A bachelor in computer science degree is designed to help you gain employment in software development or systems management, but also to give you the kind of broad education you need to move into senior management over the long run.
Job listings from every type of company today ask for bachelor of computer science degree holders who can build and maintain the technology backbone of websites, security programs, networking systems and more. While you work toward a general computer science degree, you can also take elective classes that will give you the kind of specialized skills that can help get you into specific industries. If you want to get involved in the media industry, for example, you’ll want to build a knowledge base in Drupal content management systems, php and database issues, flash graphics and site usability. To work in banking or insurance, you would probably want to learn more about network and website security.
The BS in computer science degree generally is usually a 4 year program of 128 credits, versus the 68 credits typically required for an associate’s degree. This kind of degree program generally attracts tech-savvy people (who often proudly call themselves geeks) who have already done some software or technology work for small companies, and want to move up into a bigger business that offer a more varied and higher-paying career track.
It can be tough to decide whether to go for a general BS in computer science or one of the many specialized tech bachelor’s degrees available in game programming, health systems management, security or web design. The answer depends on how clear a picture of you have which industry you want to work in – and how much flexibility you want to change industries in your career. Keep in mind that a software developer with a general computer science degree will often get training in many new specialties paid for by an employer over the course of a career. Not specializing in college doesn’t mean that you won’t have opportunities to gain expertise in new technology specialties later on.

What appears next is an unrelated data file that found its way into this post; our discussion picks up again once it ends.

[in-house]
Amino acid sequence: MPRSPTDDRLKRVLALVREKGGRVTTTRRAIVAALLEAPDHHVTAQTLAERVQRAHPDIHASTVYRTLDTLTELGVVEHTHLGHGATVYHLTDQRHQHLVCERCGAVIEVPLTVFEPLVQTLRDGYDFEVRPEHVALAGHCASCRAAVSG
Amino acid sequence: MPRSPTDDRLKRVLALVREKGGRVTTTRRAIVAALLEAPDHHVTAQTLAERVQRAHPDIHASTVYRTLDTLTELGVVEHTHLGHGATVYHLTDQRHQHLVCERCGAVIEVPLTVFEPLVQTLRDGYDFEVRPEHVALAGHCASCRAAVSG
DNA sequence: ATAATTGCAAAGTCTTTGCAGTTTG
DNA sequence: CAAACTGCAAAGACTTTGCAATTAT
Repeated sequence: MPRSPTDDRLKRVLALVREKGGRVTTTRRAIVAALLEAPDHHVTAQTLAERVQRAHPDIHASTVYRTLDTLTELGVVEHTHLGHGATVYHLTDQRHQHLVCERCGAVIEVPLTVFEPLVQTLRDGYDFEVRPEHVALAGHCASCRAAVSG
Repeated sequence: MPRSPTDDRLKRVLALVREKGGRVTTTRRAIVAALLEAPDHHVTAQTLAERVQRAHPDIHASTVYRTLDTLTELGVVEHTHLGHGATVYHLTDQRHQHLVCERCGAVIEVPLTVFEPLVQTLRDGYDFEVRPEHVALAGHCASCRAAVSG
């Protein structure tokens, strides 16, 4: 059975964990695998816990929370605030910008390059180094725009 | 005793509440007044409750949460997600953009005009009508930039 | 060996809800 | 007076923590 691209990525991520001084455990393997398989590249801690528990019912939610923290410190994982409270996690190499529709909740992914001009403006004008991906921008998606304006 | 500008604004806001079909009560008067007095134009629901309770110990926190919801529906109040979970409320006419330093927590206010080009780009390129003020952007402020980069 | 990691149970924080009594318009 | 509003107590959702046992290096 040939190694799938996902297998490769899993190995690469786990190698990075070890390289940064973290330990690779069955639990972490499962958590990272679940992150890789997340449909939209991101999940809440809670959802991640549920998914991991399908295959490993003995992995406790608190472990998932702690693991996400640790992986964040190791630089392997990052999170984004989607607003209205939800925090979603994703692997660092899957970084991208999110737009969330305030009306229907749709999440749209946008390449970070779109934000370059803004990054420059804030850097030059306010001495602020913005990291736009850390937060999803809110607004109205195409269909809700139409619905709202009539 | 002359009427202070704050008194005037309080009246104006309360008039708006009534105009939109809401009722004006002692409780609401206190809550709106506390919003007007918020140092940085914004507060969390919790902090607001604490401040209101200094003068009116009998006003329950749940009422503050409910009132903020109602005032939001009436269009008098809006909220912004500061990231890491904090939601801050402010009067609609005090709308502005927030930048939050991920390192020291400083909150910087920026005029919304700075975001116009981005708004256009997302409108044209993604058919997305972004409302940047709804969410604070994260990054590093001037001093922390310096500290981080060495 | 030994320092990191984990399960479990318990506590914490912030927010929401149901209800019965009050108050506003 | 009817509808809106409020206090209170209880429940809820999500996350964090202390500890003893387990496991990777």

Jobs for holders of a BS in computer science are generally well paid: according to the US Department of Labor statistics the median salary in this category for 2008 (the most recent year measured) was over $66,000. USDLS also predicts a bright future for computer science majors, stating “employment of network systems and data communications analysts is projected to grow by 53 per cent from 2008 to 2018, which…places it among the fastest growing of all occupations.” One key decision is whether you want to work in the tech or “IT” department within a company or work with one of the many “third party” or freelance type firms that get hired to develop software for companies on a project by project basis. The third party route can be more lucrative, but it also involves more pressure to meet tough deadlines. (By the way – don’t think that all software development has been outsourced to India or other offshore locations. Companies do send work to these lower-priced venues, but there’s still plenty of work for programmers here in the US.)
Generally, an associate’s degree in computer science will help you get a foot in the door as a programmer or other IT worker. But the bachelor’s degree is more likely to get you hired to manage a team. Overall, these degrees have become more important as companies have had problems hiring people and then finding they do not have the technology skills they claimed. Quite honestly, there’s a common image of software programmers as being very good with code but not, in many cases, so great at dealing with other workers. The bachelor of computer science degree, with its required study in various humanities subjects, signals to an employer that you have the communications skills to handle project management and to discuss tech issues intelligently in a meeting environment.
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